…despite improvements in human development, economic opportunities

Overall governance in Africa has flatlined in the three years since 2019, posing a serious threat to the marginal improvement the continent has made over the past decade (2012-2021), according to the 2022 Ibrahim Index of African Governance (IIAG).

The 2022 IIAG, launched Wednesday by the Mo Ibrahim Foundation, an African organisation promoting sound leadership and governance to transform the lives of Africa’s citizens, finds that improvements made by Africa in human development and economic opportunities are being undermined as the continent struggles to manage the combined impacts of COVID-19, climate change, conflict and coups, as well as food and energy insecurity.

Governance progress is being hindered by diverging trajectories, with progress in Human Development and Foundations for Economic Opportunity being offset by a deterioration in both Security & Rule of Law and Participation, Rights & Inclusion, holding back Overall Governance.

“The 2022 Ibrahim Index of African Governance highlights that African governance has flatlined since 2019. Unless we quickly address this concerning trend, the years of progress we have witnessed could be lost, and Africa unable to reach in due time the SDGs or Agenda 2063,” Mo Ibrahim, Founder and Chair of the Mo Ibrahim Foundation, commented on the data.

Ibrahim said the African continent “is uniquely exposed to the converging impacts of climate change, more recently Covid-19, and now the indirect impact of Russia-Ukraine war”.

He urged governments to address at once ongoing lack of prospects for the continent’s growing youth population, worsening food insecurity, lack of access to energy for almost half of the continent’s population, heavier debt burden, and growing domestic unrest.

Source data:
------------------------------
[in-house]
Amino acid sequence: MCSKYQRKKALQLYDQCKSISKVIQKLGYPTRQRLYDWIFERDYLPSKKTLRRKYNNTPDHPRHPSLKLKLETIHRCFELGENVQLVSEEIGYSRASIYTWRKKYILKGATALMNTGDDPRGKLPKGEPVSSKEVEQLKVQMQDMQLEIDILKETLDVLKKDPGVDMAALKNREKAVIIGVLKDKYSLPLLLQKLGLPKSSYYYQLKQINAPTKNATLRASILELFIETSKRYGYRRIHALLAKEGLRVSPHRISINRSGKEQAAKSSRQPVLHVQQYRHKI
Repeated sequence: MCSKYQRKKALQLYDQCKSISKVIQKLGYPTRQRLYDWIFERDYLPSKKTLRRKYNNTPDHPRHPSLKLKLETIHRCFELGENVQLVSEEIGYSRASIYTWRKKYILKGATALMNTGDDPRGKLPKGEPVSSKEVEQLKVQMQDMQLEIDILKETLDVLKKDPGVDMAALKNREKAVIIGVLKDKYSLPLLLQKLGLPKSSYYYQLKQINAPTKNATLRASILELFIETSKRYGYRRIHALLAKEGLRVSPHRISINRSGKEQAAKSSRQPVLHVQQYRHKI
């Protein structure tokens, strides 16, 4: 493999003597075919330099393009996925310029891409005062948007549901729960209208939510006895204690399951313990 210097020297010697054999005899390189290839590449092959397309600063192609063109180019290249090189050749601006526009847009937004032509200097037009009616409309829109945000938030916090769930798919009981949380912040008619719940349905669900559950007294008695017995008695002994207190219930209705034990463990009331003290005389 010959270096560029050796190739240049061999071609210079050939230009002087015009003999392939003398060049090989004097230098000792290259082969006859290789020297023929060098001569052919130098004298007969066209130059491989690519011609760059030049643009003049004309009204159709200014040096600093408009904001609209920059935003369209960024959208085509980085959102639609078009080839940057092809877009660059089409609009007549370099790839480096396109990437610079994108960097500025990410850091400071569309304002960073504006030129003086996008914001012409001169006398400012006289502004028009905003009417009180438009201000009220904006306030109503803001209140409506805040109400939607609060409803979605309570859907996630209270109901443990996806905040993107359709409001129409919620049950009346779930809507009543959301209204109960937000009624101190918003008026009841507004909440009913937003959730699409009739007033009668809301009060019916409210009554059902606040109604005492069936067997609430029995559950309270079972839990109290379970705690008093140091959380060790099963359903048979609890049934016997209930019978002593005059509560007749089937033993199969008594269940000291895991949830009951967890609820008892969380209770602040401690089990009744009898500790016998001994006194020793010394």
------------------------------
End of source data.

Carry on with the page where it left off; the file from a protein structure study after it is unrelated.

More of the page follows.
“Coups are back, and democratic backsliding spreading,” Ibrahim said. “These are challenging times. More than ever, commitment to strengthen governance must be renewed, unless we lose all progress achieved.”

According to the results of the 2022 IIAG, even though the average continental level of Overall Governance is better in 2021 than in 2012 (+1.1), progress has flatlined since 2019.

This stagnation is being driven by the deterioration of both the Security & Rule of Law and Participation, Rights & Inclusion index categories, due to an increase in armed conflicts, violence against civilians, and democratic backsliding across growing parts of the continent.

Although these concerning trends predate the pandemic, according to the IIAG, they have been exacerbated by introduction of restrictive measures and emergency provisions to address COVID-19 and its fallout which accelerated a decline in democratic practices, clamping down on dissent, shrinking the civic space, and avoiding democratic scrutiny.

Notwithstanding, the IIAG’s other two categories – Human Development and Foundations for Economic Opportunity – have both progressed over 2012-2021, offering cause for cautious optimism. Human Development, in particular, has improved year-on-year across the decade, with more than 90 percent of Africa’s population living in a country where progress has been made since 2012. Foundations for Economic Opportunity, the only category that continued to make progress since 2019 mostly due to considerable improvements in the Infrastructure sub-category, reached a higher level in 2021 than in 2012.

The 2022 IIAG Report also provides insights into key remaining data gaps on governance priorities in Africa, such as employment, health, rural areas, and climate challenges. For example, the Health sub-category is still unable to include data on health structures and capacities – a critical element of the continent’s response to any pandemic – due to a lack of data. Data is essential for effective policymaking and strengthening data production and uptake in Africa remains a priority of the Mo Ibrahim Foundation.